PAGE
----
A new Fall film shines a Hollywood “Spotlight” on the Boston Globe’s Catholic abuse story. In his new book, Sins of the Press, David F. Pierre shines a floodlight.
This November, Hollywood will be trumpeting a movie called Spotlight, starring Michael Keaton and Mark Ruffalo, which attempts to dramatize the Boston Globe’s 2002 Pulitzer Prize-winning reporting of the Catholic sex abuse story.
Imagine the 1976 film All the President’s Men, except in Spotlight, the Washington Post is replaced by the Boston Globe, and the role of the bad guy is not Richard Nixon but Cardinal Bernard Law.
But like nearly everything from Hollywood, Spotlight looks like it will more resemble The Wizard of Oz than anything fair and accurate.
As I outline in my new book, Sins of the Press: The Untold Story of The Boston Globe’s Reporting on Sex Abuse in the Catholic Church, one cannot imagine a newspaper more bigoted and hypocritical than the Boston Globe to report on the issue of sex abuse in the Catholic Church.
My years of research for the book uncovered one undeniable truth: that the Boston Globe’s reporting in 2002 of the sex abuse story was simply the culmination of a relentless, decades-long attack against the Catholic Church and everything it stands for. By 2002, the Globe already had a long and well-established record of anti-Catholicism stretching back to the mid-1970s, when the Globe first acknowledged that Catholics were complaining about bigoted content in its paper targeting the Church.
When Father Gordon MacRae invited me to contribute a post about my new book, it did not take me long to decide on which one of the countless episodes of the Globe’s anti-Catholicism would be most appropriate to write about for the readers of These Stone Walls.
I am sure Father Gordon remembers the day of his ordination. It is usually an incredibly joyous day – a uniquely special day – not just for the priest himself but for his family as well.
However, such was not the case on Saturday, June 16, 1990, at Holy Cross Cathedral in Boston, when Cardinal Bernard Law and the Archdiocese of Boston welcomed 11 men into the priesthood.
On this day, two gay activist groups and an abortion lobbying group led hundreds of loud and angry demonstrators outside the cathedral to stage a “protest” against Cardinal Law and the Church’s teachings on abortion and sexuality.
What occurred at the demonstration has been thoroughly documented and substantiated. Indeed, protesters outside the ordination:
- threw condoms at priests and their families as they exited the cathedral;
- hurled obscenities and chants at priests and their families;
- attempted to disrupt the Mass inside by blowing whistles and sounding air-horns from the sidewalk;
- shouted “Shame, shame, shame” and “Come out of the closet” as they followed the newly ordained priests and their families to their cars;
- defaced a sidewalk with obscenity;
- ridiculed the Eucharist by placing condoms between Communion wafers; and
- staged a mockery of the Mass featuring women dressed as men, profanity, vulgarity, and simulated sex acts.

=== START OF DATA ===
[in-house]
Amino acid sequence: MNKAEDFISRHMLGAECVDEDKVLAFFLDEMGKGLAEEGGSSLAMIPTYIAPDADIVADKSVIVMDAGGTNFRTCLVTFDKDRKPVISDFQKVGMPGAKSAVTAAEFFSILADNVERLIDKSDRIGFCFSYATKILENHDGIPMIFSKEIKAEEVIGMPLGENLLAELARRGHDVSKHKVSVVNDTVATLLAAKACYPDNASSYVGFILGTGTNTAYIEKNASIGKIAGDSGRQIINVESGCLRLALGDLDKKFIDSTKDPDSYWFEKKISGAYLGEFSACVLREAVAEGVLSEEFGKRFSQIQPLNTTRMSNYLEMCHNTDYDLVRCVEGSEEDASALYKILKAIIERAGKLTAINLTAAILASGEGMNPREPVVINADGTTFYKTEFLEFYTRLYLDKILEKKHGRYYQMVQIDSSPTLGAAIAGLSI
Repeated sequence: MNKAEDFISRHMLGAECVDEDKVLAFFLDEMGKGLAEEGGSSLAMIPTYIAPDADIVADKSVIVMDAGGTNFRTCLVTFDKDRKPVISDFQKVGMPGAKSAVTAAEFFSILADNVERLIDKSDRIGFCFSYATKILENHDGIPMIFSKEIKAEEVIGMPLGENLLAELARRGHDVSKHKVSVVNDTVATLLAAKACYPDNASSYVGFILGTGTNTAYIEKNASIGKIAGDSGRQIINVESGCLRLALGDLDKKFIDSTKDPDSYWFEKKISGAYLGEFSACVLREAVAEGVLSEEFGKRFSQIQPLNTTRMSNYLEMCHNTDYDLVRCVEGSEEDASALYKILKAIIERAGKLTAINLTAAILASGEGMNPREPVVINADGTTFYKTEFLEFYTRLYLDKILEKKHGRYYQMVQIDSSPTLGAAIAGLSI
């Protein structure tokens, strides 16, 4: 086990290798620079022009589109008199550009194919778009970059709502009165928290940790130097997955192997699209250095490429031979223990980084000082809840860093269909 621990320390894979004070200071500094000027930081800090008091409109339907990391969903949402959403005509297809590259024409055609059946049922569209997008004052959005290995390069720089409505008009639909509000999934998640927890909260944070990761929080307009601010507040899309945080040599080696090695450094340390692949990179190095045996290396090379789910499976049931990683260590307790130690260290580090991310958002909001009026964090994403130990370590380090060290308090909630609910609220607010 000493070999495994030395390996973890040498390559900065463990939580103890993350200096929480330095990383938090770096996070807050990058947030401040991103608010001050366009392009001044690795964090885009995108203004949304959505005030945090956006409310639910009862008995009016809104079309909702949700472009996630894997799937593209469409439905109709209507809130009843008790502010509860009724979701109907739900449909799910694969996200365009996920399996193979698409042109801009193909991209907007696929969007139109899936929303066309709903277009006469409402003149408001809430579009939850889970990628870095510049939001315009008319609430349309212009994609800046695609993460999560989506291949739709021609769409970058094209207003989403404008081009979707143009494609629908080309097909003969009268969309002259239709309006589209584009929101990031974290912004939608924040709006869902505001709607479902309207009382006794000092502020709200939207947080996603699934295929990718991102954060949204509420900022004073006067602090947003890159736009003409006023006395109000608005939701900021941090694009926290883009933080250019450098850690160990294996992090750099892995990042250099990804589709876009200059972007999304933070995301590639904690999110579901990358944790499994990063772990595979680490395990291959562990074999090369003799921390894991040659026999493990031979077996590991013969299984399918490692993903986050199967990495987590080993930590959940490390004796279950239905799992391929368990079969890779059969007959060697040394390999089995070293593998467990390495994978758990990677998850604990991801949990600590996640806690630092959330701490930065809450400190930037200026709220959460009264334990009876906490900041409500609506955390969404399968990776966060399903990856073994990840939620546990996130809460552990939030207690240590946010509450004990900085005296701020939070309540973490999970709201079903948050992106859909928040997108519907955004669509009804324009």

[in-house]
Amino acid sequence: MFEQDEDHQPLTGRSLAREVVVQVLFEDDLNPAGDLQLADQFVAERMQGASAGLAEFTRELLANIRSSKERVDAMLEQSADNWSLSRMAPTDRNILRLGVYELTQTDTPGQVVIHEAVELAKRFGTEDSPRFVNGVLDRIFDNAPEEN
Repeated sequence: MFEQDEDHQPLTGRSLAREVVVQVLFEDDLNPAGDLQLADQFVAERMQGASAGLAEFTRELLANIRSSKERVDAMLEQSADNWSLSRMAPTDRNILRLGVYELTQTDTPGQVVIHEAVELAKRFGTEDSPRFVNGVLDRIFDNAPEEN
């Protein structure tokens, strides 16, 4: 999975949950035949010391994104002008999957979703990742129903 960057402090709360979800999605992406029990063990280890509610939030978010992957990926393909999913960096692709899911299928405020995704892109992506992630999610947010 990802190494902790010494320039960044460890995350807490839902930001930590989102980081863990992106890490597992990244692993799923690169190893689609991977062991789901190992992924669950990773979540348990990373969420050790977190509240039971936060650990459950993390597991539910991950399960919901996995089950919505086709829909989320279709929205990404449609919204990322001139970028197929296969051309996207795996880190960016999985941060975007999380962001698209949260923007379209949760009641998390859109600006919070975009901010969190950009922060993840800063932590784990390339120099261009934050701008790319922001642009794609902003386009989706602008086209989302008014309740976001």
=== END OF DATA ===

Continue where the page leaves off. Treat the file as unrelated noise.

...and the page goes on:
By any measure, the “protest” was a gross display of bigotry and an egregious affront to civility.
So how did the Globe report on this abominable assault on Catholics and the clergy? Here is the opening sentence of the paper’s coverage the day following the ordination:
“Hundreds of advocates for homosexuals’ rights, AIDS education and abortion rights staged a colorful, loud – and peaceful – demonstration yesterday outside Holy Cross Cathedral to protest the political stances of Cardinal Bernard Law.”
Would the Globe ever have chosen the word “peaceful” to describe a group of cursing anti-Semites hurling condoms and slurs at rabbis outside a temple and ridiculing their faith? Would the Globe ever have chosen the word “peaceful” to describe a group of cursing homophobes hurling condoms and epithets at gay men outside a gay nightclub? Of course not.
With any other religion or protected group, the Globe would have been screaming “hate crimes.” Its editorial pages would have become apoplectic in its outrage against such attacks.
Yet to the Globe, the bigoted attacks at a Catholic ordination ceremony were simply “colorful, loud, and peaceful.”
In the end, such episodes from the Boston Globe – of which there are many recorded in my book – illustrate that the paper’s reporting about sex abuse in the Catholic Church has never been about impartially chronicling a story and informing the public. Most all its reporting has had absolutely nothing to do with the “protection of children.”
As Father Gordon has so exhaustively illustrated for so many years through his own excruciating ordeal, the Catholic Church is under an immense and overwhelming attack. And part of this attack is the media’s use of the abuse story to browbeat the Catholic Church as ferociously and unrelentingly as it can. The relentlessness of this attack cannot be overstated.
Despite the soaring music and powerful acting, do not expect Spotlight to tell the true story of how the sex abuse story in Boston really transpired. There is much more than meets the eye.
I invite readers to learn a lot more in my new book, Sins of the Press.
Update for the Week